icon bookmark-bicon bookmarkicon cameraicon checkicon chevron downicon chevron lefticon chevron righticon chevron upicon closeicon v-compressicon downloadicon editicon v-expandicon fbicon fileicon filtericon flag ruicon full chevron downicon full chevron lefticon full chevron righticon full chevron upicon gpicon insicon mailicon moveicon-musicicon mutedicon nomutedicon okicon v-pauseicon v-playicon searchicon shareicon sign inicon sign upicon stepbackicon stepforicon swipe downicon tagicon tagsicon tgicon trashicon twicon vkicon yticon wticon fm

Interview with Tom Adshead

Tom Adshead, Portfolio Manager of Alfa Capital, joined Russia Today to give his comments concerning economic trends related to the strengthening rouble.

Russia Today: What are your impressions of 1998, when a financial crisis hit Russia in August?

Tom Adshead: Obviously, the fact was that the banking system 'dried up'. It was very difficult to take money out of cash points. There were also difficulties with credit cards. I remember walking into a restaurant and ordering food at one price, which by the end of the meal soared because of the exchange rate had changed. This was in Germany, and we felt echoes of this crisis. Also we were on the stock market back then and there were discussions whether or not the market existed as there were people there but no one was actually trading. So it was a difficult time and the memories are still strong.

RT: Now the situation is different. There is trust in the Russian rouble. How do you think the strong currency makes people feel about being Russian?

T.A.: I think Russians are very pragmatic people. I've heard quite few people complain about having their currency linked to something else. Obviously, there is a morale element to it. An interesting fact that I've heard from a friend's friend who deals in currency in St. Petersburg is that the currency market had almost dried up then.  It’s easier and seemingly safer now to have your money in roubles. And you see that very much in terms of everyday life. I think most ordinary consumer goods ceased to be priced in dollars quite some time ago – I’d say two or three years ago. Until recently most big-ticket items tended to be based somehow in dollars. Now they are more and more based in roubles. If you look at real estate or car magazines, the prices at large tend to be in roubles. And I don’t think this is a patriotic move, it’s purely pragmatic.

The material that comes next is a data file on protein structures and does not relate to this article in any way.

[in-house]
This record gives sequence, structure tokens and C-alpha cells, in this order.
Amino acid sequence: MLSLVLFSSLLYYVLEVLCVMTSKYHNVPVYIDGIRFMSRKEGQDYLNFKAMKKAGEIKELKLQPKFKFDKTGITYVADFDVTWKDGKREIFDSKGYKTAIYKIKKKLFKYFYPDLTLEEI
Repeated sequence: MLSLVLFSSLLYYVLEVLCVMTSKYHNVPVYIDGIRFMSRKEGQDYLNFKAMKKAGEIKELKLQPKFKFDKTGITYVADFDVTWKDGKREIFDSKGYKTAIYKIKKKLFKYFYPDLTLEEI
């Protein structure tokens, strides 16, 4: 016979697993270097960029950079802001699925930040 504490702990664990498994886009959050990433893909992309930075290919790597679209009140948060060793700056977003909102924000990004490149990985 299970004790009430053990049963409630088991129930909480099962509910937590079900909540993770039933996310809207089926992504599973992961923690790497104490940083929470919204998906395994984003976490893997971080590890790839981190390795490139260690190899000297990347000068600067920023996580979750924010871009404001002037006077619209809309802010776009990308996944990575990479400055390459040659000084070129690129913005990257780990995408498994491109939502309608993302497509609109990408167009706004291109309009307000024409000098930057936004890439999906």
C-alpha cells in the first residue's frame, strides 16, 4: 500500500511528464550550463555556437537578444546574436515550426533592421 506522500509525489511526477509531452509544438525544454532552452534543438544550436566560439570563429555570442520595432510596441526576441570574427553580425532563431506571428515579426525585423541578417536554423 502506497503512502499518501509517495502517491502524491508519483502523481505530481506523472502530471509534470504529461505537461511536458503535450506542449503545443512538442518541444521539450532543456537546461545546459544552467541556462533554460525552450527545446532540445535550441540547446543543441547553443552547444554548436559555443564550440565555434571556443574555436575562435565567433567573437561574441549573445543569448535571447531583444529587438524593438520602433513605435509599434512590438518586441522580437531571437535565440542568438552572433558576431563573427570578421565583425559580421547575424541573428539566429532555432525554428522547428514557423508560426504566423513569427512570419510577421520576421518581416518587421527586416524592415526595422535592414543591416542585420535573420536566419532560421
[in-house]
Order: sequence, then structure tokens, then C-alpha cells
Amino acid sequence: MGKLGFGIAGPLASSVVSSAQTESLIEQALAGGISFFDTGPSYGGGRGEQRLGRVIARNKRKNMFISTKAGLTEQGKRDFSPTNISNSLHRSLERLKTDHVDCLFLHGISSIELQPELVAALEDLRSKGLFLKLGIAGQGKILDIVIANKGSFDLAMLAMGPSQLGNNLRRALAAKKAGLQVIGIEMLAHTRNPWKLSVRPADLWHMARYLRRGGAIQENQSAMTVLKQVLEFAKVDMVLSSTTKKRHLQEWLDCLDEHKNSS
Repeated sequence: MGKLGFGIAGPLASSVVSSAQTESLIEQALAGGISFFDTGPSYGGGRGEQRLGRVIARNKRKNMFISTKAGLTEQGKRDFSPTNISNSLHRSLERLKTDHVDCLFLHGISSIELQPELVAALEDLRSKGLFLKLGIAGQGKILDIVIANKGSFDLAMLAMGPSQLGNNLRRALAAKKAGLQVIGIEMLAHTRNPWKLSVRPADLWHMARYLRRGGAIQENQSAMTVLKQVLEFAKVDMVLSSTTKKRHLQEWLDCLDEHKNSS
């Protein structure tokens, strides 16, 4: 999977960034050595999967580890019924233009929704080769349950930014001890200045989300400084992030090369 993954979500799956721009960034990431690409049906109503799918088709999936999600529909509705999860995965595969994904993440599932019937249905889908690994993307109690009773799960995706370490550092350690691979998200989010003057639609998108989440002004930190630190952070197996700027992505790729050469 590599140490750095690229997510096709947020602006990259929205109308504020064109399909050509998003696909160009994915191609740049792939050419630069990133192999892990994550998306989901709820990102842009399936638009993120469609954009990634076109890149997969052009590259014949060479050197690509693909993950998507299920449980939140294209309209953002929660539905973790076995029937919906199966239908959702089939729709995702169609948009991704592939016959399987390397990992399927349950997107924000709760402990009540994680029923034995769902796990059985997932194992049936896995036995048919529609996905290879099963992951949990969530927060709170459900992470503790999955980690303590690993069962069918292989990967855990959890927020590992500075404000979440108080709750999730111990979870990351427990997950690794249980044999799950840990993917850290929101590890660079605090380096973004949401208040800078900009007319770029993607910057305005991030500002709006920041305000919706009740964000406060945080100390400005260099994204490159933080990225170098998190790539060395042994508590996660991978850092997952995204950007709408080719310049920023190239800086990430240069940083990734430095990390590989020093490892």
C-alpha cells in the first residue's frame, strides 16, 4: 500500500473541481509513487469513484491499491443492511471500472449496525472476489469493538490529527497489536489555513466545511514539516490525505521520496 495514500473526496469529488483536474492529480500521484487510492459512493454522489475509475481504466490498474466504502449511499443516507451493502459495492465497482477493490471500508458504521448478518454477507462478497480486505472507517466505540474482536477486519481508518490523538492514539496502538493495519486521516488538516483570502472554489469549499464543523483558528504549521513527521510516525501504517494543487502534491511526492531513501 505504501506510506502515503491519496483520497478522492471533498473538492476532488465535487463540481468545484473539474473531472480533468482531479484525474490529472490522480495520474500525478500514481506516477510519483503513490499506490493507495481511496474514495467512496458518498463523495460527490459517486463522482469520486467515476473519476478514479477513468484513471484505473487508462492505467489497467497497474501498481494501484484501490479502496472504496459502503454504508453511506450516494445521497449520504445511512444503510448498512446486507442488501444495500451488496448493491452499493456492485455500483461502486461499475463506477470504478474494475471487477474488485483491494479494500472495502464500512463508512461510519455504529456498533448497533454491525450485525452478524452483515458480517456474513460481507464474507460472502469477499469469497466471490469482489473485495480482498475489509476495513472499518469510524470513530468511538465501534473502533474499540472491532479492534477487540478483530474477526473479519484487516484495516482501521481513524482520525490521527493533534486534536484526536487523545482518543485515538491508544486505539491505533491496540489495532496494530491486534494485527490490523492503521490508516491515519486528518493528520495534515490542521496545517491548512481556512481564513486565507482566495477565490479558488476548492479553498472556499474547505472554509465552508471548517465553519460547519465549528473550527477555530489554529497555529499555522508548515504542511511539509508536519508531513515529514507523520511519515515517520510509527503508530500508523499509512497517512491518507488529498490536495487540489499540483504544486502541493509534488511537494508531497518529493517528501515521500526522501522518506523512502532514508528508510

RT: It’s not all good news having a strong currency: the imported goods become cheaper but this makes Russian goods less competitive on the market. How do you think that’s going to pan out?

T.A.: It’s a vexing question. I remember writing essays on this as a student like 30 years ago, and I’m sure students are still writing essays on whether or not the devaluation is the only factor that drives the competitiveness of a country’s goods, as there are obviously non-price factors in any purchase decision that may be much more crucial. I mean – yes, in principle, a Lada car is that much more expensive on the international market, but the fact it is worse in quality lowers its competitiveness. Therefore, I doubt the margin is going to make that much difference. And it’s much more important here. Here the domestic producers did tend to compete solely in terms of price. Now that the imported competitors are that much cheaper, it becomes much easier to choose a foreign car. Having said that, there are still plenty of non-price factors in that decision, such as local support, local dealer network – so you can buy spare parts locally. So it’s not like it’s going to kill completely the domestic auto industry overnight. We talk about investing to various manufacturers and they say the change in the rouble makes them less competitive domestically. But they still have long-term links with the buyers, the spot network – and that’s just as important in determining a purchase as the price.